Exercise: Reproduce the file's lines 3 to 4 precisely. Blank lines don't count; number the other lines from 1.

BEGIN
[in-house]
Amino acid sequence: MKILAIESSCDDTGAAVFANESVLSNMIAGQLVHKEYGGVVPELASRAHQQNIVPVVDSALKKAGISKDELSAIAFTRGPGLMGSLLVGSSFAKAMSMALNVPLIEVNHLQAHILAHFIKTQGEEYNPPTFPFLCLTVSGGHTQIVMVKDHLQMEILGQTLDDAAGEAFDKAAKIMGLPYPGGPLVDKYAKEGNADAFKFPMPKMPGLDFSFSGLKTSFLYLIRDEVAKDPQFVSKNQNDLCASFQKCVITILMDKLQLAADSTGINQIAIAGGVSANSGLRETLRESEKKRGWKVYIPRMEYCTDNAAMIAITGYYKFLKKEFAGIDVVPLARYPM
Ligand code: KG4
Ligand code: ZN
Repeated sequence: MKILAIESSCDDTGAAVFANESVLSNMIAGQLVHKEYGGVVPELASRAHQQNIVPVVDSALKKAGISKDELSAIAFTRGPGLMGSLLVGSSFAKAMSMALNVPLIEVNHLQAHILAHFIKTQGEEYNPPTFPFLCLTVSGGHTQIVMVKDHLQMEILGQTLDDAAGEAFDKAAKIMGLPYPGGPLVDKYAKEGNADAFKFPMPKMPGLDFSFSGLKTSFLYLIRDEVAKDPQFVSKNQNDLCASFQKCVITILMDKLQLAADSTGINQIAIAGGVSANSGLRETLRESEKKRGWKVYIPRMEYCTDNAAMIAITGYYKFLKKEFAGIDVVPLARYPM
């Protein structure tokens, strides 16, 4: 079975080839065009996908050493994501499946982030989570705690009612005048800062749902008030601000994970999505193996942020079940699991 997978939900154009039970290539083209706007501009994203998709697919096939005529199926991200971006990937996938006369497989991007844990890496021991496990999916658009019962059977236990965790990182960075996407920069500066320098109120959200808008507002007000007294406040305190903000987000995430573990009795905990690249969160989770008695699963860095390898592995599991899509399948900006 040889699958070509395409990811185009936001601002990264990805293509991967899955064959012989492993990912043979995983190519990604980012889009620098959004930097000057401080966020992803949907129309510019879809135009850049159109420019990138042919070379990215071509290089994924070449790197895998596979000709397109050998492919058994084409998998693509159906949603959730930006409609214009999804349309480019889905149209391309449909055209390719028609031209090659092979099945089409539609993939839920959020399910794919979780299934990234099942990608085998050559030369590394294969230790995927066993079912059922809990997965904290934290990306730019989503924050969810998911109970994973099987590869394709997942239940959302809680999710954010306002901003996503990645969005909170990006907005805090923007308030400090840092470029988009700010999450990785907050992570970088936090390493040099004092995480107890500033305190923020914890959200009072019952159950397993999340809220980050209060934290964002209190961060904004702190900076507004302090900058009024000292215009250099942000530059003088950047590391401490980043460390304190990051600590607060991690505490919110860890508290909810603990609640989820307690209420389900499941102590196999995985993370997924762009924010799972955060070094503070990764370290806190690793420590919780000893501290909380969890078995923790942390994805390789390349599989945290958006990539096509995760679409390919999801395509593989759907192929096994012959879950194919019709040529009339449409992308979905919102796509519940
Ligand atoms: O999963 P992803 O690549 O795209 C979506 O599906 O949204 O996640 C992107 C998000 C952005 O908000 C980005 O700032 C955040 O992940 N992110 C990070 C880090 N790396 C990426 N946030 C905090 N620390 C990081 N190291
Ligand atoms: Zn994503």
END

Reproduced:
Ligand code: KG4
Ligand code: ZN